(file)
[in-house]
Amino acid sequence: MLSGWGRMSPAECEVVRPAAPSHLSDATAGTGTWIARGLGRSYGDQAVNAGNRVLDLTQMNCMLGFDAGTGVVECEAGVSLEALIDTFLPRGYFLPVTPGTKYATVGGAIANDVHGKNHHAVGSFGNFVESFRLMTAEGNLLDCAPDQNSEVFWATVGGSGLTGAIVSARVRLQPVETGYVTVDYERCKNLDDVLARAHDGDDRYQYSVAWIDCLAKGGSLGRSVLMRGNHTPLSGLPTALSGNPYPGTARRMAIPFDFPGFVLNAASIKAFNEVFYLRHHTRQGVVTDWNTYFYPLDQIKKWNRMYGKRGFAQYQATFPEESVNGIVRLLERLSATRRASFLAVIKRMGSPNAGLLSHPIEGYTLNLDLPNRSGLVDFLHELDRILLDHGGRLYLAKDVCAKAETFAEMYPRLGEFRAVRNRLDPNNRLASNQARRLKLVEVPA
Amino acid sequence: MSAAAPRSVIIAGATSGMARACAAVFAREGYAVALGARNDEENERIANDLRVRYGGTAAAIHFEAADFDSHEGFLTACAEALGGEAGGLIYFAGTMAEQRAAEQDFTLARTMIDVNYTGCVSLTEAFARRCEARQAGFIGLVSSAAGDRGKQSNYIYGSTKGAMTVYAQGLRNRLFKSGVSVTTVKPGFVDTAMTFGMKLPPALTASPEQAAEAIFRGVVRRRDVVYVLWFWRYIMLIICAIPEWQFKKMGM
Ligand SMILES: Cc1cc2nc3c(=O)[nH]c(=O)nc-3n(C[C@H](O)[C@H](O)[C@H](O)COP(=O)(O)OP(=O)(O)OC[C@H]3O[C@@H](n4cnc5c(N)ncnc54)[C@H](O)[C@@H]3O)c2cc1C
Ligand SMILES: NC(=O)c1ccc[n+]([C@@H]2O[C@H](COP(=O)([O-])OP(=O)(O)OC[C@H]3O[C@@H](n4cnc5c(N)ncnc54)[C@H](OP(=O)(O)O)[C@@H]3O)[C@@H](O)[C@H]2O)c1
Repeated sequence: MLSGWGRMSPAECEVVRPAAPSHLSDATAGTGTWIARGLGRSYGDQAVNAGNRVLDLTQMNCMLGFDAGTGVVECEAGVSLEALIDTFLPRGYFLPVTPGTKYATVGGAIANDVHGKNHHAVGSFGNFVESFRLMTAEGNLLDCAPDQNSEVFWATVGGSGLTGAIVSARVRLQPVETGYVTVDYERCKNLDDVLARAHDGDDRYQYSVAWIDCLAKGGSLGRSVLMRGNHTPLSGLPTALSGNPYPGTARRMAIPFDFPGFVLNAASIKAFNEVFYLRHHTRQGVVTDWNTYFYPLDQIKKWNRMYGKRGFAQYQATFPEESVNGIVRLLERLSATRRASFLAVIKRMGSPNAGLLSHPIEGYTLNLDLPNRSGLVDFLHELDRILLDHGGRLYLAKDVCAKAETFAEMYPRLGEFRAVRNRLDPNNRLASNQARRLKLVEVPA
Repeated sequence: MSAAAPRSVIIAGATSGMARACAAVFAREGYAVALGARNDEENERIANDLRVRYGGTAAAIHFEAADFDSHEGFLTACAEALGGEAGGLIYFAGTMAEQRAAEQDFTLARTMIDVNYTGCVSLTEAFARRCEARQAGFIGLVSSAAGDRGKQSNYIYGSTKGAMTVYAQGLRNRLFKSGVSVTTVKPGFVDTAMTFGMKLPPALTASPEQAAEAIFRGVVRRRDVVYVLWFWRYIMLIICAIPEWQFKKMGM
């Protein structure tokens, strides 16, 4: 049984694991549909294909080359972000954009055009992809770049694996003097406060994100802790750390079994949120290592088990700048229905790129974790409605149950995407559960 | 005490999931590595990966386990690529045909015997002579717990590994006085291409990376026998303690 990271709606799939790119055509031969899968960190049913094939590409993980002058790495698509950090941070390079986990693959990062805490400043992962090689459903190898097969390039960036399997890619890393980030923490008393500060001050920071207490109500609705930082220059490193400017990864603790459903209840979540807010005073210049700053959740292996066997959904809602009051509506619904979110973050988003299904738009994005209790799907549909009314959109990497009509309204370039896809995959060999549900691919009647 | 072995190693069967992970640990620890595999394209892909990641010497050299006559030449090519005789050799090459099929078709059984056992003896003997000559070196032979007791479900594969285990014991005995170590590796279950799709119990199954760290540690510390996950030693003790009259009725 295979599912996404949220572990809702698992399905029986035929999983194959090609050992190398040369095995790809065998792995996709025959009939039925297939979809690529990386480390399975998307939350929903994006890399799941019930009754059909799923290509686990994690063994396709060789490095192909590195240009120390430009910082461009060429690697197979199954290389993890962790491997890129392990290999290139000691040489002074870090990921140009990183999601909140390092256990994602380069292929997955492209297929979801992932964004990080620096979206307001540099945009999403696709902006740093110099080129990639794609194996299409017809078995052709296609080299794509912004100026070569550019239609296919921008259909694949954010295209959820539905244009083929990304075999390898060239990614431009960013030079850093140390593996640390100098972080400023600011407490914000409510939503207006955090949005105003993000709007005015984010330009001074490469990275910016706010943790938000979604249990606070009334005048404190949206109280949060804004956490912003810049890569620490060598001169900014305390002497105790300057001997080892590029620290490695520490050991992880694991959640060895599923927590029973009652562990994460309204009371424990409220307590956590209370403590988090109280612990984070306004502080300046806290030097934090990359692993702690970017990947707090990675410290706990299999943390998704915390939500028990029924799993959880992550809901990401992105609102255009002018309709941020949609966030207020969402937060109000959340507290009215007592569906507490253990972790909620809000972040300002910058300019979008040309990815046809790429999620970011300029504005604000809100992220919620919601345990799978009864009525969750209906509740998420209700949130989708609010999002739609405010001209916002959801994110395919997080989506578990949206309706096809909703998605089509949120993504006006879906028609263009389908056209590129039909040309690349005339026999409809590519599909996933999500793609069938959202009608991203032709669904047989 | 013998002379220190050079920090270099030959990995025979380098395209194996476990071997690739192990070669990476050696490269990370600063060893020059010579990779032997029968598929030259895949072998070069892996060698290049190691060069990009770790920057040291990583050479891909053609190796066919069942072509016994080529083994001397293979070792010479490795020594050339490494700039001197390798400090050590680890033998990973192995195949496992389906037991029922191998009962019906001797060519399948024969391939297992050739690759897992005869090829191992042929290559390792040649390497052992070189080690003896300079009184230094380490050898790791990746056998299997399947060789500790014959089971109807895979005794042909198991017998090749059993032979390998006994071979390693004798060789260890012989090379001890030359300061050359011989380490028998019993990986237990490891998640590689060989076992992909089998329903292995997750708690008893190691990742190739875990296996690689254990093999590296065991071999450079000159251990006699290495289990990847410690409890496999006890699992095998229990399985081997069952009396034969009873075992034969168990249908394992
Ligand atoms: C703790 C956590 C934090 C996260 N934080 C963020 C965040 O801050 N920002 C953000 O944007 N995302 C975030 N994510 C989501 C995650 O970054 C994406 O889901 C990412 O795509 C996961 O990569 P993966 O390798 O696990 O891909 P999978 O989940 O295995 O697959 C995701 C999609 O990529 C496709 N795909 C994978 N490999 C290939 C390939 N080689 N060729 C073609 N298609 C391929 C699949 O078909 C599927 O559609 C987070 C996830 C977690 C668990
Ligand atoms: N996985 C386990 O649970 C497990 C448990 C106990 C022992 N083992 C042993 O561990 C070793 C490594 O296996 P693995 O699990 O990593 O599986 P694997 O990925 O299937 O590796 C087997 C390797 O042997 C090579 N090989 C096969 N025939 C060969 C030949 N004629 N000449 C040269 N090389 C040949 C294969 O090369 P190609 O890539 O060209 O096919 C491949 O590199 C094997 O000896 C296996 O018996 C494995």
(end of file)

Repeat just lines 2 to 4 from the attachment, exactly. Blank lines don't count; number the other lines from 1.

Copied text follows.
Amino acid sequence: MLSGWGRMSPAECEVVRPAAPSHLSDATAGTGTWIARGLGRSYGDQAVNAGNRVLDLTQMNCMLGFDAGTGVVECEAGVSLEALIDTFLPRGYFLPVTPGTKYATVGGAIANDVHGKNHHAVGSFGNFVESFRLMTAEGNLLDCAPDQNSEVFWATVGGSGLTGAIVSARVRLQPVETGYVTVDYERCKNLDDVLARAHDGDDRYQYSVAWIDCLAKGGSLGRSVLMRGNHTPLSGLPTALSGNPYPGTARRMAIPFDFPGFVLNAASIKAFNEVFYLRHHTRQGVVTDWNTYFYPLDQIKKWNRMYGKRGFAQYQATFPEESVNGIVRLLERLSATRRASFLAVIKRMGSPNAGLLSHPIEGYTLNLDLPNRSGLVDFLHELDRILLDHGGRLYLAKDVCAKAETFAEMYPRLGEFRAVRNRLDPNNRLASNQARRLKLVEVPA
Amino acid sequence: MSAAAPRSVIIAGATSGMARACAAVFAREGYAVALGARNDEENERIANDLRVRYGGTAAAIHFEAADFDSHEGFLTACAEALGGEAGGLIYFAGTMAEQRAAEQDFTLARTMIDVNYTGCVSLTEAFARRCEARQAGFIGLVSSAAGDRGKQSNYIYGSTKGAMTVYAQGLRNRLFKSGVSVTTVKPGFVDTAMTFGMKLPPALTASPEQAAEAIFRGVVRRRDVVYVLWFWRYIMLIICAIPEWQFKKMGM
Ligand SMILES: Cc1cc2nc3c(=O)[nH]c(=O)nc-3n(C[C@H](O)[C@H](O)[C@H](O)COP(=O)(O)OP(=O)(O)OC[C@H]3O[C@@H](n4cnc5c(N)ncnc54)[C@H](O)[C@@H]3O)c2cc1C